# Contents

### Overview

Probabilistic models based on directed acyclic graphs have a long and rich tradition, beginning with the work of geneticist Sewall Wright in the 1920s. Variants have appeared in many fields. Within statistics, such models are known as directed graphical models; within cognitive science and artificial intelligence, such models are known as Bayesian Belief Networks (BBNs), a term coined in 1985 by UCLA Professor Judea Pearl to honor the Rev. Thomas Bayes (1702-1761), whose rule for updating probabilities in the light of new evidence is the foundation of the approach.

BBNs provide an elegant and sound approach to represent uncertainty and to carry out rigorous probabilistic inference by propagating the pieces of evidence gathered on a subset of variables on the remaining variables. BBNs are not only effective for representing expert’s belief, uncertain knowledge and vague linguistic representations of knowledge via an intuitive graphical representation, but are also a powerful knowledge discovery tool when associated to machine learning/data mining techniques.

In 2004, the MIT Press of Technology (Massachusetts Institute of Technology) classified Bayesian Machine Learning at the 4th rank among the “10 Emerging Technologies That Will Change Your World”. Most recently, Judea Pearl, the father of BBNs, received the 2012 Turing Award, the most prestigious award in computer science, widely considered the "Nobel Prize in Computer Science”, especially for the development of the theoretical foundations for reasoning under uncertainty using BBNs.

Over the last 25 years, BBNs have then emerged as a practically feasible form of knowledge representation and as a new comprehensive data analysis framework. With the ever-increasing computing power, their computational efficiency and inherently visual structure make them attractive for exploring and explaining complex problems. BBNs are now a powerful tool for deep understanding of very complex and high-dimensional problem domains. Deep understanding means knowing, not merely how things behaved yesterday, but also how things will behave under new hypothetical circumstances tomorrow. More specifically, a BBN allows explicit reasoning, and deliberate reasoning to allow the anticipation of the consequences of actions that have not yet be taken.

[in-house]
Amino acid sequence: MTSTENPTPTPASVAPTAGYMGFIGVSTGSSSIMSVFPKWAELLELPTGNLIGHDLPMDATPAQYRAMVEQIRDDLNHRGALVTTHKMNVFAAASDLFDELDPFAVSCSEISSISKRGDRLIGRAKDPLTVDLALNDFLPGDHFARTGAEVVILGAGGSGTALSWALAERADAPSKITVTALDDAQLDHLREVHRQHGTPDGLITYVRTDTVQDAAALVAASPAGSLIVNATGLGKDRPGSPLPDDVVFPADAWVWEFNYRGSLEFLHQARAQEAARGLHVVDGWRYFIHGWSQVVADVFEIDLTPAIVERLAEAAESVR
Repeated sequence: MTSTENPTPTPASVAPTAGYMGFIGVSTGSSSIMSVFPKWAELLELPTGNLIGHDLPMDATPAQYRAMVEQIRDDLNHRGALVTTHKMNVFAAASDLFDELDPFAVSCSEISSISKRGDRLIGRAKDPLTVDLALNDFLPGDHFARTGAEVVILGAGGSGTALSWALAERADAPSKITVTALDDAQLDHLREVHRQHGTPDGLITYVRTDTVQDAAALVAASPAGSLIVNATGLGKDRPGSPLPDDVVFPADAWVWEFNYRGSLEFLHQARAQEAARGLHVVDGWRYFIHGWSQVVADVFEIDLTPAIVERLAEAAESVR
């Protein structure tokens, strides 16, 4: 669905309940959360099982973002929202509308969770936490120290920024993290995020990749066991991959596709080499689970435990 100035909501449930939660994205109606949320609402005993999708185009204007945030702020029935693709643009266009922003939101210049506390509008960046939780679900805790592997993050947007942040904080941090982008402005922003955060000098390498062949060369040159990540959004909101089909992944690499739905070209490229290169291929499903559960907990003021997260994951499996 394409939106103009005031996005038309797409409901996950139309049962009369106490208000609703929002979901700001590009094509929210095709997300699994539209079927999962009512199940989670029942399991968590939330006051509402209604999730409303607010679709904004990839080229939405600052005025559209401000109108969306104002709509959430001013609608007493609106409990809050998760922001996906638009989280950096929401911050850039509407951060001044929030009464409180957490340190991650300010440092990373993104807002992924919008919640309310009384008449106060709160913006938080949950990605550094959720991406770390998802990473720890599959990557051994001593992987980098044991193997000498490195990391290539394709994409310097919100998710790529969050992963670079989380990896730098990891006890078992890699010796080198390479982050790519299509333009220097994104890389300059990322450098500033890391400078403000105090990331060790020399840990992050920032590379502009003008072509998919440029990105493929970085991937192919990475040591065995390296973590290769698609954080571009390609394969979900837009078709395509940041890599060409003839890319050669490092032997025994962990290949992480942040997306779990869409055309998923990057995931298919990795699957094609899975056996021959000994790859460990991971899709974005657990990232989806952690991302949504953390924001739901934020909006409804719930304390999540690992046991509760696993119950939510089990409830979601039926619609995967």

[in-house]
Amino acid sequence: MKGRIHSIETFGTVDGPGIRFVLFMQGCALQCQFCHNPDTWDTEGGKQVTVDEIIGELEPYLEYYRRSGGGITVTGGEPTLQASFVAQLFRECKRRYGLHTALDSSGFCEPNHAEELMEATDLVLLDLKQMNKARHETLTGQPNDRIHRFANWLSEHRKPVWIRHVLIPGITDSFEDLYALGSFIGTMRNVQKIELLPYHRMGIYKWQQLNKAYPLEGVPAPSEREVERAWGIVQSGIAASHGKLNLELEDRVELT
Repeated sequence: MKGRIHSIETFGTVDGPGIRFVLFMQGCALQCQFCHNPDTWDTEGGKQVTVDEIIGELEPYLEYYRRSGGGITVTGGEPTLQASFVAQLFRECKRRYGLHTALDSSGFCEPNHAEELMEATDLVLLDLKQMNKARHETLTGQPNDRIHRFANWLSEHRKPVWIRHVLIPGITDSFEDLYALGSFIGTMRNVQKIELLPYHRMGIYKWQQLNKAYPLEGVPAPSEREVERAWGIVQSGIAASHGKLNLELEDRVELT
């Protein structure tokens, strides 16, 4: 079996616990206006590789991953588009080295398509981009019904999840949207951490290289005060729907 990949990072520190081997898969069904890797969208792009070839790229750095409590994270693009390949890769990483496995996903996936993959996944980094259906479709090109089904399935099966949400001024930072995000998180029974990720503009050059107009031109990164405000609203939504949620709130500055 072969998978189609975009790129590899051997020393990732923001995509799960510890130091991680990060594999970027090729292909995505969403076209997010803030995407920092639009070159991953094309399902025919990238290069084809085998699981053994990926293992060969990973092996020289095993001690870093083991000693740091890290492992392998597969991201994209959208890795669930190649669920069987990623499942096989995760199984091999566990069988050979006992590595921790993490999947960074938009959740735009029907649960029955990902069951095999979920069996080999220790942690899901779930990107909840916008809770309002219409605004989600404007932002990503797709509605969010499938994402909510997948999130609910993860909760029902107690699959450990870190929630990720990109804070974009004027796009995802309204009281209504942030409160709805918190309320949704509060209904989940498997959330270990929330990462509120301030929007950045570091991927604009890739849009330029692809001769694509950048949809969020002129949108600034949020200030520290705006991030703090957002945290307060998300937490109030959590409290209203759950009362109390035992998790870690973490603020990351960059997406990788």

### Probabilistic Model

From a technical point of view, BBNs are made of two parts:

- Qualitative: a Directed Acyclic Graph (DAG), i.e. a special kind of directed graph that does not include cycles. Directed Acyclic Graphs are composed of nodes that represent the variables of the domain (e.g. the temperature of a device, a feature of an object, the occurrence of an event, the age of a patient) and the links represent statistical (informational) or causal dependencies among the variables. The DAG is the formal definition of the factorization of the Joint Probability Distribution over the all set of variables;
- Quantitative: conditional probability distributions, for the quantification of the dependencies between each node given its parents in the graph.